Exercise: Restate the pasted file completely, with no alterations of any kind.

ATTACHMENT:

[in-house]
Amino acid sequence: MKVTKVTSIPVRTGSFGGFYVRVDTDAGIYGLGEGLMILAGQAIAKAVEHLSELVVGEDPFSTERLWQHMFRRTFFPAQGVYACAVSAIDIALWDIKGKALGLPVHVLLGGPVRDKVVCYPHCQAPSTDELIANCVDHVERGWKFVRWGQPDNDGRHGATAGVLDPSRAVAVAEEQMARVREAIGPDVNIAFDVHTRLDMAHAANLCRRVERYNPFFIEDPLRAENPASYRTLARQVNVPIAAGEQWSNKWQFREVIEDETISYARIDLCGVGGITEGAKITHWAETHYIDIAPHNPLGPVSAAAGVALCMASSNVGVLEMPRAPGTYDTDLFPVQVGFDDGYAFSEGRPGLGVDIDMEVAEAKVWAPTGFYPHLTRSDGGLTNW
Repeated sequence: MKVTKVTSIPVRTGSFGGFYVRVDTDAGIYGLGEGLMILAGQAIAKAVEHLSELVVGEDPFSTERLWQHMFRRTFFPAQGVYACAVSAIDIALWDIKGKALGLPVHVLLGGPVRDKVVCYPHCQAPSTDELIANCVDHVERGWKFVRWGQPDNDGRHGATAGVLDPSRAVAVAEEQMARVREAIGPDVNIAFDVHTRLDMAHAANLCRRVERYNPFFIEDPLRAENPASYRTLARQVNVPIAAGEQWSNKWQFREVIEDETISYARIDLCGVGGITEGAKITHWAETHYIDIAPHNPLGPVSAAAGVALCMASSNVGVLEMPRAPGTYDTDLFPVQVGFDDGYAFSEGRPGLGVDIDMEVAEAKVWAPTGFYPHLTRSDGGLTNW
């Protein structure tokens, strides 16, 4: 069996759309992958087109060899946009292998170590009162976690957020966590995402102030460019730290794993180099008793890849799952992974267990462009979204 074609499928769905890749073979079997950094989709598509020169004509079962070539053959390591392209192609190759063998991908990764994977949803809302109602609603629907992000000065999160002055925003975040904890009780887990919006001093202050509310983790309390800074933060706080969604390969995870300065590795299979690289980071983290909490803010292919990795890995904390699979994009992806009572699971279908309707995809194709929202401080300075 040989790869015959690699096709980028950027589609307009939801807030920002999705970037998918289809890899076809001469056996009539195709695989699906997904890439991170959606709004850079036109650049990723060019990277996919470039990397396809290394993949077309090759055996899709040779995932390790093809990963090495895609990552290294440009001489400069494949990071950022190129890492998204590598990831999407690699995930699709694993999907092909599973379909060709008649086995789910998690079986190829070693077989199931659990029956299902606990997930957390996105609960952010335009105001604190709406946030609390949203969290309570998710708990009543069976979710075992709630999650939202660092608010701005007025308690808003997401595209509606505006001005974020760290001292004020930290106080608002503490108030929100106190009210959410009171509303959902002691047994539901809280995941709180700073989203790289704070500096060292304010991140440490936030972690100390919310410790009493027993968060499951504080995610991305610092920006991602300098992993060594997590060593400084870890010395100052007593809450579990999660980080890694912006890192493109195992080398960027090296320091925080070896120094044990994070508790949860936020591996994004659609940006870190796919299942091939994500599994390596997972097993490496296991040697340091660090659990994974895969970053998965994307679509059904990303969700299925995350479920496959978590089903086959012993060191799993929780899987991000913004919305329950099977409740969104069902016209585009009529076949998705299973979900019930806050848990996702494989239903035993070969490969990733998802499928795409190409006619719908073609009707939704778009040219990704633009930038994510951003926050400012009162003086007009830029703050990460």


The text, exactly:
[in-house]
Amino acid sequence: MKVTKVTSIPVRTGSFGGFYVRVDTDAGIYGLGEGLMILAGQAIAKAVEHLSELVVGEDPFSTERLWQHMFRRTFFPAQGVYACAVSAIDIALWDIKGKALGLPVHVLLGGPVRDKVVCYPHCQAPSTDELIANCVDHVERGWKFVRWGQPDNDGRHGATAGVLDPSRAVAVAEEQMARVREAIGPDVNIAFDVHTRLDMAHAANLCRRVERYNPFFIEDPLRAENPASYRTLARQVNVPIAAGEQWSNKWQFREVIEDETISYARIDLCGVGGITEGAKITHWAETHYIDIAPHNPLGPVSAAAGVALCMASSNVGVLEMPRAPGTYDTDLFPVQVGFDDGYAFSEGRPGLGVDIDMEVAEAKVWAPTGFYPHLTRSDGGLTNW
Repeated sequence: MKVTKVTSIPVRTGSFGGFYVRVDTDAGIYGLGEGLMILAGQAIAKAVEHLSELVVGEDPFSTERLWQHMFRRTFFPAQGVYACAVSAIDIALWDIKGKALGLPVHVLLGGPVRDKVVCYPHCQAPSTDELIANCVDHVERGWKFVRWGQPDNDGRHGATAGVLDPSRAVAVAEEQMARVREAIGPDVNIAFDVHTRLDMAHAANLCRRVERYNPFFIEDPLRAENPASYRTLARQVNVPIAAGEQWSNKWQFREVIEDETISYARIDLCGVGGITEGAKITHWAETHYIDIAPHNPLGPVSAAAGVALCMASSNVGVLEMPRAPGTYDTDLFPVQVGFDDGYAFSEGRPGLGVDIDMEVAEAKVWAPTGFYPHLTRSDGGLTNW
């Protein structure tokens, strides 16, 4: 069996759309992958087109060899946009292998170590009162976690957020966590995402102030460019730290794993180099008793890849799952992974267990462009979204 074609499928769905890749073979079997950094989709598509020169004509079962070539053959390591392209192609190759063998991908990764994977949803809302109602609603629907992000000065999160002055925003975040904890009780887990919006001093202050509310983790309390800074933060706080969604390969995870300065590795299979690289980071983290909490803010292919990795890995904390699979994009992806009572699971279908309707995809194709929202401080300075 040989790869015959690699096709980028950027589609307009939801807030920002999705970037998918289809890899076809001469056996009539195709695989699906997904890439991170959606709004850079036109650049990723060019990277996919470039990397396809290394993949077309090759055996899709040779995932390790093809990963090495895609990552290294440009001489400069494949990071950022190129890492998204590598990831999407690699995930699709694993999907092909599973379909060709008649086995789910998690079986190829070693077989199931659990029956299902606990997930957390996105609960952010335009105001604190709406946030609390949203969290309570998710708990009543069976979710075992709630999650939202660092608010701005007025308690808003997401595209509606505006001005974020760290001292004020930290106080608002503490108030929100106190009210959410009171509303959902002691047994539901809280995941709180700073989203790289704070500096060292304010991140440490936030972690100390919310410790009493027993968060499951504080995610991305610092920006991602300098992993060594997590060593400084870890010395100052007593809450579990999660980080890694912006890192493109195992080398960027090296320091925080070896120094044990994070508790949860936020591996994004659609940006870190796919299942091939994500599994390596997972097993490496296991040697340091660090659990994974895969970053998965994307679509059904990303969700299925995350479920496959978590089903086959012993060191799993929780899987991000913004919305329950099977409740969104069902016209585009009529076949998705299973979900019930806050848990996702494989239903035993070969490969990733998802499928795409190409006619719908073609009707939704778009040219990704633009930038994510951003926050400012009162003086007009830029703050990460």